9. I can't say I would agree this is the correct route. My reasoning would be that you are not concerned with the approach to how Scan correct the problem. Your contract is with Scan not the manufacturer. I take real issue with the wording of the form they sent you, particularly; This is implying that Scan have no responsibility in the matter other than offering you a goodwill gesture of sending the item for you. They want you to sign the form in agreement - whether the form is enforcable or not, if you sign they will use it as leverage that you were in agreement with them at the time. The other way to look at this form is the options for you to confirm; Warranty void. That is there opinion, not yours and for them to confirm or demonstrate. Physically Damaged. What is the definition? That the card is 'physically damaged' as in resultant from an impact or mis-use. Or that the card is 'damaged' as in resultant from a latent defect. You are of the latter opinion, but I bet they want an admission of the former. Out of Warranty. They have already demonstrated to you that this is not the case. So what exactly are they looking for you to confirm in this form? Think about it. The only thing you could confirm is Physical Damage and admitting that would wipe your SOGA rights out with the admission as no definition is attached to the term. This is just wrong. It is Scans responsibility. I do not believe an engineers report is even needed. The evidence is there already - a melted component on the card. This 'damage' you have reported appears to be perceived as or being co-erced as by Scan as 'physical damage' (impact/misuse) - rather than from a fault on the card (defect/premature component failure). - By not signing the form, what are Scan going to do? They can't just say 'well tough luck'. You are not detrimenting yourself in any way. - By signing the form you are agreeing with Scan that the warranty does not apply and cutting that option off as an added extra to your statutory rights - and possibly admitting damage beyond the responsibility of either Scan or the OEM.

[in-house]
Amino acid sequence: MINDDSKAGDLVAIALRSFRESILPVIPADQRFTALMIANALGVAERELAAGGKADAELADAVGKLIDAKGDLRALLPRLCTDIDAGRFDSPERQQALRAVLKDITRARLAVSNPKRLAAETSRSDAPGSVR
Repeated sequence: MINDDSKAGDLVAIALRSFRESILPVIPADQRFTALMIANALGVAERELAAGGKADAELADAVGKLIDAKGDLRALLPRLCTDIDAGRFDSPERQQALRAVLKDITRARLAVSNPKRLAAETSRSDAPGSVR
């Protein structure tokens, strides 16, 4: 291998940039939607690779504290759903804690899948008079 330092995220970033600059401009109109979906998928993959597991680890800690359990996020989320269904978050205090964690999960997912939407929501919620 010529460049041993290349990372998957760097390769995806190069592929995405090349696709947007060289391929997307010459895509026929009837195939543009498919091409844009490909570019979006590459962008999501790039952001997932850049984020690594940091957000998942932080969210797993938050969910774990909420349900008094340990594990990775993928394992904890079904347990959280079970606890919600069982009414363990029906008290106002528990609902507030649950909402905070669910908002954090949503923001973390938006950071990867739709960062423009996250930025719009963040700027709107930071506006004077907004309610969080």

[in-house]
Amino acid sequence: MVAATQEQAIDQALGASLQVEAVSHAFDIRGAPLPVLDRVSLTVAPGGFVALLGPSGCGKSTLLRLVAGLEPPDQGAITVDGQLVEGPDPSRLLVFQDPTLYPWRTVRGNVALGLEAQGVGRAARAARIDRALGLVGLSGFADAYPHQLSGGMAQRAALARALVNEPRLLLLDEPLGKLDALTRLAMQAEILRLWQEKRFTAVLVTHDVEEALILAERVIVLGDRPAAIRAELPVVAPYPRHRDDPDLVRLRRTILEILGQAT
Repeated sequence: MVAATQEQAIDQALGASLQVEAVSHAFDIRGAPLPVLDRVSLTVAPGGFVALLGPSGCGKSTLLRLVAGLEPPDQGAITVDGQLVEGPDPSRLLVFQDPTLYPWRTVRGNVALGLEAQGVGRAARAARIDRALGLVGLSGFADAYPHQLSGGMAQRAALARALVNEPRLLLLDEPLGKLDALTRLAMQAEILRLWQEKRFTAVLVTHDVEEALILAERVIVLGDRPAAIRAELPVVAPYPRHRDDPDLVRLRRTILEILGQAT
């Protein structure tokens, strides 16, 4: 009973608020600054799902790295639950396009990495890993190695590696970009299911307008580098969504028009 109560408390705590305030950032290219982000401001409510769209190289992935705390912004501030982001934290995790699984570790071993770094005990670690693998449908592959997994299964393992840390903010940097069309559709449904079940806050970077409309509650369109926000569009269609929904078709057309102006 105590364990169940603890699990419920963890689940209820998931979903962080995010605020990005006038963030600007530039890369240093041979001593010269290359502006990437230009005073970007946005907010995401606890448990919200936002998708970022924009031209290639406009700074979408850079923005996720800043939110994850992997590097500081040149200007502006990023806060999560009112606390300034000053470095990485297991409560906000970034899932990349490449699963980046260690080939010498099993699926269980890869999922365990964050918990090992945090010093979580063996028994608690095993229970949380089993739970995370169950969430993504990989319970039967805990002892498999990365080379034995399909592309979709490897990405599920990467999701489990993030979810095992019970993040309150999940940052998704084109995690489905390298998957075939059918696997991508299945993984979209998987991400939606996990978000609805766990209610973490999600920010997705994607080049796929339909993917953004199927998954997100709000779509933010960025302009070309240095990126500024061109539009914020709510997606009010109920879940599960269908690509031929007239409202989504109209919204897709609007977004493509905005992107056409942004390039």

10. Okay, first a link to the thread I mentioned above (CP Plus Charge Notice getting heavy handed - please help - FightBack Forums). And another I came across looking for the link, which is exactly as per your issue (CP Plus ticket in Wokingham train station car park - FightBack Forums). No point in going into further detail, these two PePiPoo threads say it all.